Wired's Matt Stone collects the monsters imagined by 19th-century lumberjacks in the wilds of North America. My favorite is the deranged splinter cat, reputed to headbutt trees, thereby causing shards of wood to fly everywhere.
The Splinter Cat
Scientific name: Nasusossificatus arbordemolieus
Responsible for: shattered trees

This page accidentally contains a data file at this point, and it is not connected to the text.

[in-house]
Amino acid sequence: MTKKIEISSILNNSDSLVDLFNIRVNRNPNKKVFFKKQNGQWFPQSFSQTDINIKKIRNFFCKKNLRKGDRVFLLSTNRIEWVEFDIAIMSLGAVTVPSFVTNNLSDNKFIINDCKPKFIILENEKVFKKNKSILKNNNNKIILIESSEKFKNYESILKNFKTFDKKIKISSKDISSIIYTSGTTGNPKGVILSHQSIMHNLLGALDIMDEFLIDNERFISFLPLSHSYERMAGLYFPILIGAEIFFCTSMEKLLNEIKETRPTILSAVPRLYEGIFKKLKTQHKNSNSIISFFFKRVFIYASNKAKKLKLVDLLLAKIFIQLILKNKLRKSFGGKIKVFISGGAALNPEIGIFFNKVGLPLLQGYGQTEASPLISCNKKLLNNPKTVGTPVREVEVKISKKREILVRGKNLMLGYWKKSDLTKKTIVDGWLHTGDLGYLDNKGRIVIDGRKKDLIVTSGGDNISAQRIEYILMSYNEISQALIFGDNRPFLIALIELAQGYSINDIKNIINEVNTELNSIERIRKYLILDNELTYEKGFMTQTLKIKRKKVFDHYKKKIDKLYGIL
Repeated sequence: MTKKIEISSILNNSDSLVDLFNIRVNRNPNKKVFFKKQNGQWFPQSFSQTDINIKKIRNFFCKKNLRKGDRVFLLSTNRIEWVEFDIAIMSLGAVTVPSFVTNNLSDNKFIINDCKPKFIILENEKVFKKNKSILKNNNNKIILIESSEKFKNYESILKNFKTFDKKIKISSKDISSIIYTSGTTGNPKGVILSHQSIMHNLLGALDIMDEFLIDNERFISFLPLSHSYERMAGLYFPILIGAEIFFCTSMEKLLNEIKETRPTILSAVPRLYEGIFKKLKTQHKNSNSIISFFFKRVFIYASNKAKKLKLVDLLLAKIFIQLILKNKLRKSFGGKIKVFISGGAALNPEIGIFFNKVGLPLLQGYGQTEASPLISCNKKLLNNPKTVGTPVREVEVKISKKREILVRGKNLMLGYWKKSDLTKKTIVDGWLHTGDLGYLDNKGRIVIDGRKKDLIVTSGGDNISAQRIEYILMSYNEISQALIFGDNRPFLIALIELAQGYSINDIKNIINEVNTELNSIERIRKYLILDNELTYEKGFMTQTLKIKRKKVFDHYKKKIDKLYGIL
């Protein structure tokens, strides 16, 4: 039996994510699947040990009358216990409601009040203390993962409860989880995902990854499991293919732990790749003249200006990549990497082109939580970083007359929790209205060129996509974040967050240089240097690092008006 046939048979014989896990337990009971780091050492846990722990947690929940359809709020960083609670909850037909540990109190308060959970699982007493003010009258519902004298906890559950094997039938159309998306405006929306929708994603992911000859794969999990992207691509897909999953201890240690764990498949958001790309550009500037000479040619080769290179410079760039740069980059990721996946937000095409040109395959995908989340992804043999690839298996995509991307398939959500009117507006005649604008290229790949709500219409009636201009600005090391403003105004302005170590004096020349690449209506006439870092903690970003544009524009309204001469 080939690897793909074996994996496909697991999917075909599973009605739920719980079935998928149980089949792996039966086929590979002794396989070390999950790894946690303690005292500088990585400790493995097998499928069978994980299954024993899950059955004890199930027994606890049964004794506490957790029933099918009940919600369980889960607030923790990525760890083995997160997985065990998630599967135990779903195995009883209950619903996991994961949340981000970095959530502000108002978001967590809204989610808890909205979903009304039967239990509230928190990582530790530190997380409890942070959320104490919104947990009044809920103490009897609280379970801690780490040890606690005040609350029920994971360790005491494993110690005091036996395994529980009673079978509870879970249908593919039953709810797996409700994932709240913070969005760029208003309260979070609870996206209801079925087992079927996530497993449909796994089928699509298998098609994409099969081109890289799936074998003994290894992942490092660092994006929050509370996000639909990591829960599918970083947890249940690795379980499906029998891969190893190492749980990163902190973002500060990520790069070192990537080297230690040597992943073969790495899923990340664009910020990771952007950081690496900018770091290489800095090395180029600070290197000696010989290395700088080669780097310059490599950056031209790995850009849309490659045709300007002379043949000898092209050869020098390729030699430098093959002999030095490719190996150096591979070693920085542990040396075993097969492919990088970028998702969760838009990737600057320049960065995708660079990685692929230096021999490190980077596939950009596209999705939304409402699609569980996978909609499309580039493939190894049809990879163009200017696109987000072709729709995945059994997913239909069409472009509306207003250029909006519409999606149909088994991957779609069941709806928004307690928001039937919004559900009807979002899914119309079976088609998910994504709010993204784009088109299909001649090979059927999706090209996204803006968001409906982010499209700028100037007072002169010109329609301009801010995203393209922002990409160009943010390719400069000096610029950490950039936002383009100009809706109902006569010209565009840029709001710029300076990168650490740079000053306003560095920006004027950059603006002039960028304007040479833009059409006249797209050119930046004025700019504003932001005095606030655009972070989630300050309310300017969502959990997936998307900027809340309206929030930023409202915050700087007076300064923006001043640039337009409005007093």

This husky feline is an indiscriminate destroyer of hollow trees, which it mines for bees and raccoons. Climbing a tree, it propels itself off with powerful legs right into another, blasting the trunk with its wedge-shaped snout and reinforced noggin. The experienced frontiersman knows well “the moronic activities of the Splinter Cat,” writes Henry H. Tryon, who published his own Fearsome Critters in 1939, three decades after Cox’s encyclopedia. “If the Cat finds food in the ruptured trunk, he is temporarily appeased. If not, he goes immediately for another tree. And right there is the big trouble. The Cat doesn’t use any judgment in selecting trees, he just smashes one after another until he gets a meal.”